A Rigorous Walk In the Woods

7 June 2014 in Hiking, Memories

Lately I’ve been feeling a little static. We’ve certainly been hiking, but at a slower and less frequent rate. So I wanted to just burn through a trail today just to see how fast I could hike it. I had switched my days with a coworker this week and so Lindsay and I didn’t have identical days off together. This left me free to do a solo hike at whatever pace I wished.

I woke up late with Lindsay and dilly dallied around the trailer for a couple of hours before leaving. It was a long drive across the park to the east side where my trailhead awaited me and to be quite honest I was strangely less than enthused when I started. A large group of boy scouts served as a blockade and forced me to kick my stride into high gear and pass them going up hill. I wanted a day of solitude and so I kept up the pace as long as my wincing lungs would allow.

It’s easy to burn yourself out when you’re hiking at an incline and before long my lungs burned and my head started to ache. It was not the meditative walk I had hoped it would be. I quickly lost moral and questioned if I had another ten miles left in my tank. But then the trail leveled out and I found my second wind. I actually took to running short stretches for the pure joy and silliness of it. When I reached the first juncture in the trail and the sign that confirmed I had completed 1/4 of my planned route my spirits lifted.

And now the wonderful, irregular cadence of my feet pounding the trail lulled my mind into the pristine trance of a single strain of uninterrupted, uncluttered thought. A portion of my brain set about navigating the challenging terrain and the other half took the remaining capacity and set it to the wandering pondering of pseudo intellectual, pseudo philosophical thought. I’m not an expert in anything. In fact I consider myself a failure at most that is factual. I have a terrible memory and while I have spent years pursuing random whims of self-education were you test me on my retention I would probably come off looking like an imbecile.

I tend to function best at critical thinking and pragmatism. For example I love discussing philosophical questions, but I couldn’t provide you with any historical figures, quotes or teachings. I could only offer my own personal thoughts on any given matter. These I will ponder and pine over for weeks, months and in some cases years, but I will rarely crack a book to look into what others have come up with. It’s a shortcoming I’ve simply never been able to overcome.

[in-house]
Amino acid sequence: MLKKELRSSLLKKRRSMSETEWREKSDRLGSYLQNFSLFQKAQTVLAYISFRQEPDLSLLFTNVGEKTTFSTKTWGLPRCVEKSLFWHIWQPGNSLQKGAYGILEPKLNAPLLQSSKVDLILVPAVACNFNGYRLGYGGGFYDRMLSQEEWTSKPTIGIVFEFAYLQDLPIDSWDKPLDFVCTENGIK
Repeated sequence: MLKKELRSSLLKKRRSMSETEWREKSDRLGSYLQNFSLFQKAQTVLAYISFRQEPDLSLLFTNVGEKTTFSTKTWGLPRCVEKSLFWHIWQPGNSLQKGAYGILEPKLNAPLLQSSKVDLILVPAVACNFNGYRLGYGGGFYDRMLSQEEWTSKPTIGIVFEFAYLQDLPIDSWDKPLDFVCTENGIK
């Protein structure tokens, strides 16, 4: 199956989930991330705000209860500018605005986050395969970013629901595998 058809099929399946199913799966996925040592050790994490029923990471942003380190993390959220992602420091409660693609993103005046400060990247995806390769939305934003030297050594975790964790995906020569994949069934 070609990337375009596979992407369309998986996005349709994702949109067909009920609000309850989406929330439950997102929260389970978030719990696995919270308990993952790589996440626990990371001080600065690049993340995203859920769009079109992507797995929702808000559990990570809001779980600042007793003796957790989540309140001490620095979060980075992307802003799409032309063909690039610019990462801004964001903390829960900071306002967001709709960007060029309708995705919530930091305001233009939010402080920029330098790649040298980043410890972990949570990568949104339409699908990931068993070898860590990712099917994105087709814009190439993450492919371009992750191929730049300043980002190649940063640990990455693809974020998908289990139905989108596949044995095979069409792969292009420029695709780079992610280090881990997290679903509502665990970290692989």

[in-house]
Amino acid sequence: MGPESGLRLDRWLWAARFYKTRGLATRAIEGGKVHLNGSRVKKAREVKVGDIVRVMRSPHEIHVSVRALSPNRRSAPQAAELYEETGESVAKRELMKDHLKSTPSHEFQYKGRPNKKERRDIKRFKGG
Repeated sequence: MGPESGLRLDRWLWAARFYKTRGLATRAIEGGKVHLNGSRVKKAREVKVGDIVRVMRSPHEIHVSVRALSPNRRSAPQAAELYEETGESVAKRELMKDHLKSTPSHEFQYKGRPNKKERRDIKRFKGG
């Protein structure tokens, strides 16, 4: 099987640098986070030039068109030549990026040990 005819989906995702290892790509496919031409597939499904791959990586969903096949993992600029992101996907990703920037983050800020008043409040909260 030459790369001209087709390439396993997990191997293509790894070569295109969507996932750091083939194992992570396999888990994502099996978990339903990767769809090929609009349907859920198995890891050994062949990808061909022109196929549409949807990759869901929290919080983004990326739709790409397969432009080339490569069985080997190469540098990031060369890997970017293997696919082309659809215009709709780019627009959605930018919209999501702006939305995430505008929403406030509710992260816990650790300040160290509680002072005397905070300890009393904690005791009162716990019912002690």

But back to the trail. My mind swam through the stormy sea of thoughts as I stomped through the dust. Through the forest, through the meadow, through another forest, and another meadow. I took in the views when they were offered, but only for a few short minutes. Today for some reason my prerogative was agility. I wanted to wear myself thin. I wanted to set myself on fire and burn the last remaining embers of everything that was within me.

I passed a basin of lakes, but they couldn’t stop me. I passed a cliff side of beautiful views, but today I would not be stopped. I just kept hiking. Before I knew it the trail had run its course and I was done. It was not the done I had wished for. There was still fuel in the tank, but not enough of a spark of will upstairs to push myself further on another trail. I really need to get back into running. Hiking miles take a lot of time and their slow burn only whittles away sluggishly at your core. Running miles are like napalm and require much less time to eat through you and spit you out. Sometimes I just want to feel worn through. Even empty. Like I have given all that is within me. It gives me a rare moment of solace and freedom from the nagging intentions I have requested from myself and yet continually neglect. When you’re physically drained down to nothing that is the purest excuse for procrastination.

7 June 2014 Hiking, Memories

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